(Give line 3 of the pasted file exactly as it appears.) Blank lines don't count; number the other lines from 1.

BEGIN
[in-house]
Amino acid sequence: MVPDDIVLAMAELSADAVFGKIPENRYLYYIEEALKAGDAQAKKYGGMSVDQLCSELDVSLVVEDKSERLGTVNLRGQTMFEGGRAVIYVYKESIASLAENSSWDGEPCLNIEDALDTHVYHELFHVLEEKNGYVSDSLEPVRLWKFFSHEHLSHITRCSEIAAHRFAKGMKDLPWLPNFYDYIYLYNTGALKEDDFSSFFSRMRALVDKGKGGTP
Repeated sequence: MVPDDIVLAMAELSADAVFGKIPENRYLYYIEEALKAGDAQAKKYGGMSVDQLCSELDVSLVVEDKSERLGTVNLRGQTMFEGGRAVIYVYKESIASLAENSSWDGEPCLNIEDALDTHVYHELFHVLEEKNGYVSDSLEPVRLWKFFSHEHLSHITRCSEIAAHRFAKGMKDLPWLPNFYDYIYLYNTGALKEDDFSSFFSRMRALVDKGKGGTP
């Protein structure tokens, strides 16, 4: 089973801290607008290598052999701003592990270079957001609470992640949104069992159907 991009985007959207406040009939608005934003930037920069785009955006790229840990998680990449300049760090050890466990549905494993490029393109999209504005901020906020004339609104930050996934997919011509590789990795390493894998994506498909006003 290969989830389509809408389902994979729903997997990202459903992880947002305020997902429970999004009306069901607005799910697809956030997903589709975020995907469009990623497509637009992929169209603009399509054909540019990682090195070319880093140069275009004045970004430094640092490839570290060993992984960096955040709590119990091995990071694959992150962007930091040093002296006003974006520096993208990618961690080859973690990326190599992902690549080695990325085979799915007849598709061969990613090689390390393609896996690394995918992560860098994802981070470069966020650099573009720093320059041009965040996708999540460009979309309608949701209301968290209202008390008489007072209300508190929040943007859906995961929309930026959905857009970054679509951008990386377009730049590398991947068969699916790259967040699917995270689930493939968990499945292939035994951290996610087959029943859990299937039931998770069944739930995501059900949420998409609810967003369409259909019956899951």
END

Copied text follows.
Repeated sequence: MVPDDIVLAMAELSADAVFGKIPENRYLYYIEEALKAGDAQAKKYGGMSVDQLCSELDVSLVVEDKSERLGTVNLRGQTMFEGGRAVIYVYKESIASLAENSSWDGEPCLNIEDALDTHVYHELFHVLEEKNGYVSDSLEPVRLWKFFSHEHLSHITRCSEIAAHRFAKGMKDLPWLPNFYDYIYLYNTGALKEDDFSSFFSRMRALVDKGKGGTP